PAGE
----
Artillery price

Ukrainian studio defies criticism over bid to ‘customise’ artillery to be fired at Russians

Ukrainian development studio Frogwares completes its Kickstarter for Sherlock Holmes: The Awakened (opens in a new tab) with an unusual and controversial promotion: a raffle to have a personalized message written on an artillery shell that will be fired at the invading Russian forces in Ukraine.

The Kickstarter Campaign (opens in a new tab), which ends on September 3, is already a resounding success, having raised almost €230,000 against a target of €70,000. To help give it a final push, fans at the studio currently serving with the Ukrainian Ground Forces 24th Separate Assault Battalion came up with the idea to give three fans a chance to have a message of their choice written. on a 152mm howitzer, just to like and share a link to the campaign on Twitter.

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The tradition of putting messages on ammunition goes back a long way. Task and objective (opens in a new tab) note that this has been common practice in the US military since WWII, but you can go back even further than that, to the days of the old Greeks and Romans (opens in a new tab). Despite this, several Twitter responses to Frogwares’ post criticize the offering, accusing the studio of glorifying violence and gamifying real warfare.

“Talk about being deaf”, Twitter user MrInspiration (opens in a new tab) wrote. “This shell has a non-zero chance of landing next to a civilian, it’s an unfortunate nature of artillery. So go ahead and give your money to write some squeaky text about something that will kill a child. “

Another Twitter user, Brutal1ty512 (opens in a new tab)replied, “You are animals and all your games should be pulled from shelves around the world if that is your idea of ​​PR. Bad luck for you and your one country joke.”

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In a message sent to PC Gamer in response to these accusations, Frogwares was unapologetic.

“Please understand that we as a team are literally at the center of this war,” the studio said. “We have people in our team whose houses have been reduced to rubble. Some of us have lost loved ones. Some of us are in occupied areas like Kherson where they are trying to annex the city. [to] say that it is now a Russian city. We have team members who lived near Bucha (opens in a new tab). We have team members who fled their homes in Donbass in 2014 and then had to flee again in 2022. Others are actively fighting. Others were forced to flee to EU countries and leave behind their families who were unable to accompany them.

“We are angry. We are hurt. Our whole lives have been thrown into hell because of Putin who used the term “Nazi” as a whistle against our entire population and sent in his troops.

The soldiers in the video who suggested the promotion “are real friends of ours,” Frogwares added. “Six months ago they were normal people who lived in Kyiv and had normal jobs, homes and families. After February 24, they decided they had to leave all that behind and committed to defend their homes and families.”

We are angry. We are hurt. Our entire lives have been thrown into hell because of Putin who used the term “Nazi” like a dog whistle against our entire population and sent in his troops. »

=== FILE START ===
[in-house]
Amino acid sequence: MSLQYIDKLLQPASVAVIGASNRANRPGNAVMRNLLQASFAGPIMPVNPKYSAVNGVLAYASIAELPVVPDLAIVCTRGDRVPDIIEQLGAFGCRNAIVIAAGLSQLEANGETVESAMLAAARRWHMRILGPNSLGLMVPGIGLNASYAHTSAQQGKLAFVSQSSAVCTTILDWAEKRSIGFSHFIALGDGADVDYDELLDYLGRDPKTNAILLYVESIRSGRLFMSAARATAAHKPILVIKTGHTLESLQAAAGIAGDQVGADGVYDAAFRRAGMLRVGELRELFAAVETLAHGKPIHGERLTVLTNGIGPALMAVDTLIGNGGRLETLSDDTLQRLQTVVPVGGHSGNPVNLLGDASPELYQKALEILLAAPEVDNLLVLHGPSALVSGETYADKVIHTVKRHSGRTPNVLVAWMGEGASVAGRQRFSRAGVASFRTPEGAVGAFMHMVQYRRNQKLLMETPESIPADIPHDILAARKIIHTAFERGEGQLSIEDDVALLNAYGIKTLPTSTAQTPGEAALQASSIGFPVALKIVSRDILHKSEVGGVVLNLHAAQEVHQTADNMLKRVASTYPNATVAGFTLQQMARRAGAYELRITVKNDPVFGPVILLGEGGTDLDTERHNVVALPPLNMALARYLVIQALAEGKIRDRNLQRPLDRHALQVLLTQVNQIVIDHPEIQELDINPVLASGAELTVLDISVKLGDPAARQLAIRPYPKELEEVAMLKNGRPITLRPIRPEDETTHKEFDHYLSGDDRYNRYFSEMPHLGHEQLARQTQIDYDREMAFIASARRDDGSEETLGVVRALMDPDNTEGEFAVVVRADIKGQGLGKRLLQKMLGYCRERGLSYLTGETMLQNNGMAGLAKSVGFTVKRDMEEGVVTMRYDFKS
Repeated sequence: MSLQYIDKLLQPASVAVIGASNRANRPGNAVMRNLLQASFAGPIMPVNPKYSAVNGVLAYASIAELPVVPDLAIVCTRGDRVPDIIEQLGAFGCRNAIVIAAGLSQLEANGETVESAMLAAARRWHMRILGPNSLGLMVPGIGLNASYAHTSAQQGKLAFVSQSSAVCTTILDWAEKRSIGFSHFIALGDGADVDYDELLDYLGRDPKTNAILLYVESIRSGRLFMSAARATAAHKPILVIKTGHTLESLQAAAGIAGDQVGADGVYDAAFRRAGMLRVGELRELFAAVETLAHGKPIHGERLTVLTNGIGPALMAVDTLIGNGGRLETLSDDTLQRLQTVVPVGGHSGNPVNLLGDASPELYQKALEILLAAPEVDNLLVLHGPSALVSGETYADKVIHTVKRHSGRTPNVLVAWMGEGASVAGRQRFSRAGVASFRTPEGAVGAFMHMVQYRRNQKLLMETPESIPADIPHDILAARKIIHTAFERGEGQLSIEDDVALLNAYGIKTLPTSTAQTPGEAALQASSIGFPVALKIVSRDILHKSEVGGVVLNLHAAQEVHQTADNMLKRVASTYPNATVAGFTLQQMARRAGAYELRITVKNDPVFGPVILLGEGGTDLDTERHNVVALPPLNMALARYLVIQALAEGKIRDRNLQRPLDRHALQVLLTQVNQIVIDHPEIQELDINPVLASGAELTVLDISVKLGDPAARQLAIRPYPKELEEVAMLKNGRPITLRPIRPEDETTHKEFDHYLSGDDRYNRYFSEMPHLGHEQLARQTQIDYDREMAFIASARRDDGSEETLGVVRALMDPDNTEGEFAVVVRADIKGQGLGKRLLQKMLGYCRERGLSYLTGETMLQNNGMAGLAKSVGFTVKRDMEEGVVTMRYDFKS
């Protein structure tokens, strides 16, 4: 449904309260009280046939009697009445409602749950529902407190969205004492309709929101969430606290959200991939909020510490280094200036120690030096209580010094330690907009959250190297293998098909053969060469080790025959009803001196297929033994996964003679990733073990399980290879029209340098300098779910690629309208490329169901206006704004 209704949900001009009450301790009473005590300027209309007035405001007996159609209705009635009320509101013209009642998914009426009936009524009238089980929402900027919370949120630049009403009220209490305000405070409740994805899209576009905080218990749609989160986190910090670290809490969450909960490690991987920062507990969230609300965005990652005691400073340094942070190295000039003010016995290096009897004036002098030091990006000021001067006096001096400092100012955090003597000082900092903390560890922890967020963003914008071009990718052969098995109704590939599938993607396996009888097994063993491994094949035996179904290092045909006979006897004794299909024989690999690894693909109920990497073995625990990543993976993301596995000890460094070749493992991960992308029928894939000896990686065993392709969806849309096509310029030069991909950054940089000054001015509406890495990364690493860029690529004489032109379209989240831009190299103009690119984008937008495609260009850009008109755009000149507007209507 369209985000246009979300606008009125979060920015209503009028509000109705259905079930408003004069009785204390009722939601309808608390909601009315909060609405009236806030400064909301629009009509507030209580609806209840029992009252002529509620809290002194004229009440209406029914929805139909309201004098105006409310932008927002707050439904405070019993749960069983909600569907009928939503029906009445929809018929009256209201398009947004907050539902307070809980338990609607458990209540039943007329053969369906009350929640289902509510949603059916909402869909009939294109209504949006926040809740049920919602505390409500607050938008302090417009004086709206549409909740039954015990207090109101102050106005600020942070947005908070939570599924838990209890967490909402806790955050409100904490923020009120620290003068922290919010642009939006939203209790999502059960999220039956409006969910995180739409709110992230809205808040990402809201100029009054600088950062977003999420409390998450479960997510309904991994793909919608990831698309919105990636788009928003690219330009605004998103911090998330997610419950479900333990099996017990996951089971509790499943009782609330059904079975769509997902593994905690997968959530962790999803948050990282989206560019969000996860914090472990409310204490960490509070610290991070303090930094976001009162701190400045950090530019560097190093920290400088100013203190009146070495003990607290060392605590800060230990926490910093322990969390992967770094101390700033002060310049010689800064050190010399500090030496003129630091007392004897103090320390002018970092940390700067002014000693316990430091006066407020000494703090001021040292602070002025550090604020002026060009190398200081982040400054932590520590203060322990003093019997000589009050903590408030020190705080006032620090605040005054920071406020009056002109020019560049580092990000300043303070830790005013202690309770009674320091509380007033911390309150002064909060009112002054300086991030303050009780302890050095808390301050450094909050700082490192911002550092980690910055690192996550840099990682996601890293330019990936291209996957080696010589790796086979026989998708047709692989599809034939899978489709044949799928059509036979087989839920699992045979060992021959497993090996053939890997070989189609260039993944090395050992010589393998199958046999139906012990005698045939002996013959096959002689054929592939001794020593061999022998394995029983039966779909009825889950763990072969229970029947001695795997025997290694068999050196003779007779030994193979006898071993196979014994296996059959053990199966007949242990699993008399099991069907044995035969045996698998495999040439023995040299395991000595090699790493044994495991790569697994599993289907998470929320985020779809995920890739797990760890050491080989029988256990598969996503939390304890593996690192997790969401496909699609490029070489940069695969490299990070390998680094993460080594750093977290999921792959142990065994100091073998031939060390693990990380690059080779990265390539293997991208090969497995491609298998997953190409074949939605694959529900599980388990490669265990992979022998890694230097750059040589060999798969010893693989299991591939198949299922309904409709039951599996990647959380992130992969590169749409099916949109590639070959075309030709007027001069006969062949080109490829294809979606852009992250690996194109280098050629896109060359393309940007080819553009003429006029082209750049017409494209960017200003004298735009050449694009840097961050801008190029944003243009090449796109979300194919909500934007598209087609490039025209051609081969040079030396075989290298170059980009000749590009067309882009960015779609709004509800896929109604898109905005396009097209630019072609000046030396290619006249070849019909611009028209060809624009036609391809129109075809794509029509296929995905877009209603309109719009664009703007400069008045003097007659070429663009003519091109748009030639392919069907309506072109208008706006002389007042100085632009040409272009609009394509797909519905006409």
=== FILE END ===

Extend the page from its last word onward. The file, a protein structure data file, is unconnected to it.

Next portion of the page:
Frogwares also answered questions about the 24th Separate Assault Battalion itself. Also known as Aidar Battalionthe unit was originally formed as a volunteer unit following the first Russian invasion of Ukraine in March 2014. Within months the unit faced charges of war crimes brought by the of them Amnesty International and the OSCE; several members of the battalion were also accused of criminal offenses by the Ukrainian army. Aidar was disbanded in 2015, then reconstituted around a selection of former members as the 24th Separate Assault Battalion, under the 10th Mountain Assault Brigade, part of the regular Ukrainian army (and presumably more disciplined).

“Where they were assigned is where they were told to go,” Frogwares said of the soldiers in the video. “They didn’t have a list of units to choose from. But more importantly, whatever the history and command structure of the unit since it was formed by volunteers in 2014, it disappeared. This unit was disbanded in 2015 and under the supervision of the armed forces was rebuilt and integrated into the armed forces proper.

Kickstarter prohibits projects from raising funds for a charity or “cause”, and also prohibits projects with the theme “Weapons, replica weapons and weapon accessories”. The Sherlock Holmes game is neither a weapon nor a cause, so launching a promotion adjacent to its Kickstarter campaign circumvents these rules. Kickstarter has confirmed to me via email that the promotion does not violate their rules.

(Image credit: Frogwares)

From Frogwares’ perspective, the company is using a video game to remind the world that Ukraine, its home country, is still waging a full-scale war for its very existence. And the Ukrainian military has relied heavily on crowdfunding since the start of the second invasion earlier this year – in fact, it’s been possible to pay to have messages written about Ukrainian ammunition (opens in a new tab) and military equipment for some time now.

As for Sherlock Holmes: The Awakened, the Kickstarter campaign will end on September 3, and Frogwares said it hopes the game will be ready for launch in February 2023. “But we want people to understand that anything can change, whether it’s in the country as a whole or just internally with our own team to force us out later,” said producer Denys Chebotarov. “The priority will always have to be safety and our team’s ability to work ahead of any other choice on when to release.”